Thursday, August 28, 2008

point and shoot journalism

This is slightly old news, but stick with me:

According to a piece by San Francisco Chronicle reporter Joe Garofoli, comic Jon Stewart took a bunch of print reporters to breakfast on Monday and read them the riot act for letting cable networks set the news agenda. Here's Stewart's beef: quick camera shots on cable followed by quick cuts to the studio where a breathless talking head tells us that this is a matter of urgency. No filters, no depth, no insight, no background. That's the stuff, Stewart says, we should be getting from print -- but don't when the print guys rush to keep up with the 24-hour news cycle.

Good point. Garofoli quotes Stewart:

"We've fallen into this false sense of urgency that they [the cable networks] create," Stewart said. "That idea that everything is breaking news and that if you're not watching us, you're going to miss this thing.

"But nothing they're saying is of any import because nobody filters it. (Print reporters) are able to step back for a moment and think. They're not. They're just pointing a camera and saying, 'What do you think that is? I don't know. Let's go to 'The Situation Room.' "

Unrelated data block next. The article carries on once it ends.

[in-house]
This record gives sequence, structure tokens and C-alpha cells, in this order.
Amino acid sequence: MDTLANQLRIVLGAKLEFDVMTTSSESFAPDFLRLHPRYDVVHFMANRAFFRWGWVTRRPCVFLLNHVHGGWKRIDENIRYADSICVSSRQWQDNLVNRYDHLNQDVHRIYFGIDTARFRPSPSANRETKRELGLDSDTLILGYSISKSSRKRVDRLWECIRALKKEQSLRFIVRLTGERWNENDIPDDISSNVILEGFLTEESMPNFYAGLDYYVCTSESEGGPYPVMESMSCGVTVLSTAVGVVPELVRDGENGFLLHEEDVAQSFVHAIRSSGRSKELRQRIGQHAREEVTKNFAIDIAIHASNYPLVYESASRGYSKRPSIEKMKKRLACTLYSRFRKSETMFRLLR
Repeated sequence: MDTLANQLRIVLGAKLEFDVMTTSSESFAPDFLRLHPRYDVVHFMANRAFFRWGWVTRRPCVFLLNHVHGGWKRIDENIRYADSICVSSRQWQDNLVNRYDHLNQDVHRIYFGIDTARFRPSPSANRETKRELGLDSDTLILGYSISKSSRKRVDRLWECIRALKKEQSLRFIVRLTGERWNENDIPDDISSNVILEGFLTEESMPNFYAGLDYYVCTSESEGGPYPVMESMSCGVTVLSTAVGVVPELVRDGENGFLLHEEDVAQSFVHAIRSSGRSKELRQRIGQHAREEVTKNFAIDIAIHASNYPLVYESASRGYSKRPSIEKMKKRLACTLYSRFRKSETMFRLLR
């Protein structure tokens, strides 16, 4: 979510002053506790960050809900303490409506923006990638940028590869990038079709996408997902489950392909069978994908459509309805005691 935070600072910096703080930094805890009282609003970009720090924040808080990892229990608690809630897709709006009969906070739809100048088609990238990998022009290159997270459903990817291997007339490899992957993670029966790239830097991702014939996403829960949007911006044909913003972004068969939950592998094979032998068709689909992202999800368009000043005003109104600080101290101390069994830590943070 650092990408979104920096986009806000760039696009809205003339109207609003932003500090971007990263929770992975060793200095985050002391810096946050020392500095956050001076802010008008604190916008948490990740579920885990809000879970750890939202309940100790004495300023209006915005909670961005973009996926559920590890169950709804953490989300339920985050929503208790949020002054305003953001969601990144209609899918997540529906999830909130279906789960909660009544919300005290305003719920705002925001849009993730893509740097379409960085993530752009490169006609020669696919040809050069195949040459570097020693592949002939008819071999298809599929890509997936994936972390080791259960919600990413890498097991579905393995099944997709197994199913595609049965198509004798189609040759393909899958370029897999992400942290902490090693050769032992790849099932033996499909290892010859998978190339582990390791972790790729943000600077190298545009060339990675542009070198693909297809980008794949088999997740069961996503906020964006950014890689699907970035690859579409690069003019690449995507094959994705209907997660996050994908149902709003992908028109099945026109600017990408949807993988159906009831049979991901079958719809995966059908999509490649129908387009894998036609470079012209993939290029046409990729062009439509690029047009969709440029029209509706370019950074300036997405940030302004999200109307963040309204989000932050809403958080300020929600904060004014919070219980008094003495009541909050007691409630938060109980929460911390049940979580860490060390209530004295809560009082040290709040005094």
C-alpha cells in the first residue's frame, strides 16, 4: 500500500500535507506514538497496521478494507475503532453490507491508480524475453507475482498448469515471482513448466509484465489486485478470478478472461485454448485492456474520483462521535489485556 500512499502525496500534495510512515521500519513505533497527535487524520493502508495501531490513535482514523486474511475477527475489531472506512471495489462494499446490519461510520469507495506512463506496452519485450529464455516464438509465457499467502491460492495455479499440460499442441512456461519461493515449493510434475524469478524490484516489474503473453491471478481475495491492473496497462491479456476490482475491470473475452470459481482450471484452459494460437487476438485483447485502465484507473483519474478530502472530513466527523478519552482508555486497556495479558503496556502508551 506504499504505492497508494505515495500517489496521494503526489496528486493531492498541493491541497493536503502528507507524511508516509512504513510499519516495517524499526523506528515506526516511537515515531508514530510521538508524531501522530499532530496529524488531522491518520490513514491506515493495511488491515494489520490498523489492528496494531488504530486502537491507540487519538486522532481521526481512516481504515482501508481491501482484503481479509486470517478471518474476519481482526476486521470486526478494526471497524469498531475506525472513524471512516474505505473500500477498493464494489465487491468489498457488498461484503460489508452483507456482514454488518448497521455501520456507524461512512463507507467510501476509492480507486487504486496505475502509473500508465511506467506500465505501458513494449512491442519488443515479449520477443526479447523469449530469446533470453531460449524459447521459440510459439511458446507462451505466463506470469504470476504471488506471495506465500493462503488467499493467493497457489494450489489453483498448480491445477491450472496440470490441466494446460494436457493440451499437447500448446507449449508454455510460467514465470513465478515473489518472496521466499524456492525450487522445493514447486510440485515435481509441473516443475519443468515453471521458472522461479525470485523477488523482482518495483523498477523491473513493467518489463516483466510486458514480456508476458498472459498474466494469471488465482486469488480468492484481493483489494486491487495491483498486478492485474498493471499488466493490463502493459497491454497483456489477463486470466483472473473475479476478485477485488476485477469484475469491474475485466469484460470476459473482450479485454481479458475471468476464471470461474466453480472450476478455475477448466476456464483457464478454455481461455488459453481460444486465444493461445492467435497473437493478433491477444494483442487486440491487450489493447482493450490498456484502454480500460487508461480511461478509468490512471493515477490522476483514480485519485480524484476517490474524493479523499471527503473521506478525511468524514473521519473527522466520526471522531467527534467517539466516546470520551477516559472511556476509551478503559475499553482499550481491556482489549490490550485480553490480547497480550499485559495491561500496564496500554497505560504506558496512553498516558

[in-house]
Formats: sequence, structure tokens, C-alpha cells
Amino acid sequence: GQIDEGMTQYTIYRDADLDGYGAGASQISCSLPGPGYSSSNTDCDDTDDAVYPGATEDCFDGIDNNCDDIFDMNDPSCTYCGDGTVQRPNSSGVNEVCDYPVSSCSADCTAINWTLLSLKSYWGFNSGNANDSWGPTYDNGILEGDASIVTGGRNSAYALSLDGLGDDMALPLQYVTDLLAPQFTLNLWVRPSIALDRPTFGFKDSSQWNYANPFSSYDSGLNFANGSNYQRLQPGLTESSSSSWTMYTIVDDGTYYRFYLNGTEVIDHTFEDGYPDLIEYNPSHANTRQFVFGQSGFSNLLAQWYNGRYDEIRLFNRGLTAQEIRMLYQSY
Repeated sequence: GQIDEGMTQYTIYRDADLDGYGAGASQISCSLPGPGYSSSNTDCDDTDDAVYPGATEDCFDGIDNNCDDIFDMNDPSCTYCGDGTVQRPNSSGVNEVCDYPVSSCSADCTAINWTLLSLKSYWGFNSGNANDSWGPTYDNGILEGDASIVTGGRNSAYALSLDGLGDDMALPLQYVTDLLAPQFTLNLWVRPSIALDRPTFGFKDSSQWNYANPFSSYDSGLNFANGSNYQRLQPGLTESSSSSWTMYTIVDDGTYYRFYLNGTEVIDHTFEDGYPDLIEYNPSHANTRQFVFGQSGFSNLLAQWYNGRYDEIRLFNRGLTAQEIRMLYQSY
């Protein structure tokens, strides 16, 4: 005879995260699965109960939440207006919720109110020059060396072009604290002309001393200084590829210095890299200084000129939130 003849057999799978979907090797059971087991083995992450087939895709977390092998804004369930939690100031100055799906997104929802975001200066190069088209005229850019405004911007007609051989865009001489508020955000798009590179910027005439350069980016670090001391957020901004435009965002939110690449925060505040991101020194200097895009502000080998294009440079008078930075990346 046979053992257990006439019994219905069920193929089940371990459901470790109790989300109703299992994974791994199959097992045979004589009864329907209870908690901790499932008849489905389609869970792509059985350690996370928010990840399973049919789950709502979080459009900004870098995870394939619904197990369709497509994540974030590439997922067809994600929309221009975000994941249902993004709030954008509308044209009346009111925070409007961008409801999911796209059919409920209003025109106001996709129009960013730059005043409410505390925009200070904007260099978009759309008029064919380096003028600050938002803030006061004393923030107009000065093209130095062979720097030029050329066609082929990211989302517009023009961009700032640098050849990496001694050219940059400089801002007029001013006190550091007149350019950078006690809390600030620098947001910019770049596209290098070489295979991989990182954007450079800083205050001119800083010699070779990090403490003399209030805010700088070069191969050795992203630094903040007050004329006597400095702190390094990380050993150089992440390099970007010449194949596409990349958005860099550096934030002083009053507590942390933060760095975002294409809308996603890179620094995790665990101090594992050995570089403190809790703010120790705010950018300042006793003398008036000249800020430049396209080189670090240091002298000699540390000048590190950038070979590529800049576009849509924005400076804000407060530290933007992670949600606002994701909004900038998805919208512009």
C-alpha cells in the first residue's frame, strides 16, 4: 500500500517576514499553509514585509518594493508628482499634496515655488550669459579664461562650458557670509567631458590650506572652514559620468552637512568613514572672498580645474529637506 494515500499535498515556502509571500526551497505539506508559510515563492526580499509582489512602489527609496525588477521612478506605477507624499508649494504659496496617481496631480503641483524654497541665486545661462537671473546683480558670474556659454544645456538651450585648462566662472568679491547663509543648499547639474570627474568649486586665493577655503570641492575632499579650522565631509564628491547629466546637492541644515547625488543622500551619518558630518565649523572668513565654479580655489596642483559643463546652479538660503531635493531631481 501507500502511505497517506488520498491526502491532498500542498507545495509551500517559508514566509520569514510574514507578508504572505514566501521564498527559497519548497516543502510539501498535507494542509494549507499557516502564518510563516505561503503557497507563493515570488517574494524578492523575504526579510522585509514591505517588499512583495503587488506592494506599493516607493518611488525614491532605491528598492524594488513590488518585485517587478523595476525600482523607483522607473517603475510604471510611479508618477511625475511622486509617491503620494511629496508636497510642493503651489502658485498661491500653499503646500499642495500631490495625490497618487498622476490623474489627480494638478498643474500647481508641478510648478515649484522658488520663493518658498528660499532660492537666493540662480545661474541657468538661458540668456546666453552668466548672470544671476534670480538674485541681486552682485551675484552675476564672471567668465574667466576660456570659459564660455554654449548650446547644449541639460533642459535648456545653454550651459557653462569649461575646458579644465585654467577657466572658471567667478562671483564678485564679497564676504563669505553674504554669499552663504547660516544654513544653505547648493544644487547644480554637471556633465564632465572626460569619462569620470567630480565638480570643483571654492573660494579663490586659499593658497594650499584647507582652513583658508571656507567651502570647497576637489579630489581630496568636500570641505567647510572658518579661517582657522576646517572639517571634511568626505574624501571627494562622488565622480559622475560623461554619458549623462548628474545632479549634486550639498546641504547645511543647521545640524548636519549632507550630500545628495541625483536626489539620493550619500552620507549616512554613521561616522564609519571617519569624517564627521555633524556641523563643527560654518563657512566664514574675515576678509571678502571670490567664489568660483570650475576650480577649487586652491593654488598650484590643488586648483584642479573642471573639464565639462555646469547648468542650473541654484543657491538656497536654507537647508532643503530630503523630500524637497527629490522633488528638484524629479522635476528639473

"It's about earning your authority back. That gravitas," Stewart told the print journalists. "It's showing an expertise. It's the whole reason you guys are in the business. You're not on anyone's team. You're on our team. And that's what's stopped."


Lotta K said...

Like Ira Glass says, "I'd drink Jon Stewart's bathwater." (In the What I Learned from Television episode of This American Life.)

Anonymous said...

It's hardly just the "cable networks" and Stewart knows it. It's TV news and that's the deal. Stewart's a helluva comic, but he's not a journalist, he's not a deep thinker and he's as ratings and ad driven as anyone in the game.

barbara kelley said...

yes, stewart is a satirist, not a journalist. but what gives him a certain amount of cred is the fact that many people -- esp. twentysomething college students -- turn to him as their first source of news. probably a burden he doesn't want (apart from ratings, of course), but he's stuck with it.
ironic that one of the defenders of journalism's values is a comic. where is everyone else?! bk